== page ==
Consumer confidence in the Middle Atlantic states (NY, NJ, PA) surged to a new cyclical high in September, based on the Conference Board's survey.

Manufacturing and Distribution
Manufacturers indicated that activity continued to expand briskly in recent weeks. Wholesalers reported a renewed pickup in growth in September, while transportation firms noted a pause in growth. Regarding the near-term business outlook, both wholesale distributors and manufacturers continued to express fairly widespread optimism, while transportation industry contacts have been more measured in their expectations. A number of contacts in these sectors expressed concern about tariffs.

Growth slowed noticeably in the latest reporting period. Contacts in professional & business services reported continued modest growth in activity, but businesses engaged in education & health services noted a pause in growth, while those in the leisure & hospitality and information industries noted a dip in activity. However, Broadway theaters reported continued growth in both attendance and revenues, both of which were running well ahead of comparable 2017 levels. Looking ahead, businesses in education & health services, professional & business services, and information industries continued to express optimism about the near-term outlook. Leisure & hospitality businesses said they expect business to be flat to up slightly.

Real Estate and Construction
Housing markets across the District have been mixed since the last report. In New York City, sales of existing co-ops and condos were down modestly, while sales of new units fell more sharply, albeit from elevated levels. In contrast, condo sales were said to be up noticeably in Westchester County. Single-family home sales were steady to down modestly in the suburbs around New York, including northern New Jersey. One contact ascribed some of this weakness to changes in federal tax law that limit deductibility of homeowner costs.

The inventory of homes on the market has risen throughout most of the District--particularly for smaller units in New York City. Still, current inventory levels remain quite low, particularly in upstate New York. Home price trends have been mixed, with values continuing to rise in upstate New York, Long Island, and northern New Jersey, but holding steady across New York City and its northern suburbs. Prices of new condos in New York City, as well as prices at the high end of the condo market more generally, have weakened noticeably.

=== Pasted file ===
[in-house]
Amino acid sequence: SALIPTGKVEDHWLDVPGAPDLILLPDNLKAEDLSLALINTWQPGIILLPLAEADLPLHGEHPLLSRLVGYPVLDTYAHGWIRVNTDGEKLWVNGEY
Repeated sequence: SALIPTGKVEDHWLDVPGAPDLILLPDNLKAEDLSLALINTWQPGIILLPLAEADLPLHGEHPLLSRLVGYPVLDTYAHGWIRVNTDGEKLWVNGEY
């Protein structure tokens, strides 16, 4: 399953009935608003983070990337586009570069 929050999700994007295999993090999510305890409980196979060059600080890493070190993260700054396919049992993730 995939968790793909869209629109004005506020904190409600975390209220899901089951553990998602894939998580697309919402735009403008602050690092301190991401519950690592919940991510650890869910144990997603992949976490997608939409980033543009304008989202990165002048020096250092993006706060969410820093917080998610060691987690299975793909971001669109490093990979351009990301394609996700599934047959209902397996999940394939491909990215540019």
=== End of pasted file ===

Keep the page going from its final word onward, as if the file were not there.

The apartment rental market has been mixed. Manhattan's vacancy rate declined to its lowest level in a decade, reflecting a noticeable expansion in landlord concessions. Effective rents have trended down across New York City due to these increased concessions.

Commercial real estate markets have been mixed but mostly steady. Office availability rates edged up in New York City, Long Island, and across much of upstate New York, while rents were little changed. In northern New Jersey, however, availability rates edged down, while rents were flat. Retail markets weakened across most of the District, with rents drifting down in New York City, Fairfield County, and across much of upstate New York. In contrast, industrial markets have continued to strengthen, with rents up 5-8 percent from a year earlier and availability rates mostly steady or declining.

New multi-family construction has tapered off somewhat across the District but a substantial volume of residential space is currently under construction--particularly in New York City. New office construction remains subdued. New industrial construction has remained sluggish across upstate New York, but it has strengthened in the New York City area.

Banking and Finance
Small to medium-sized banks reported lower demand for consumer loans and residential mortgages, but steady demand for commercial mortgages and C&I loans. Banks reported tighter credit standards for commercial loans and mortgages but unchanged standards on household-sector loans. Loan spreads widened for residential and commercial mortgages. Finally, bankers reported a rise in delinquency rates for residential mortgages but unchanged rates for all other categories.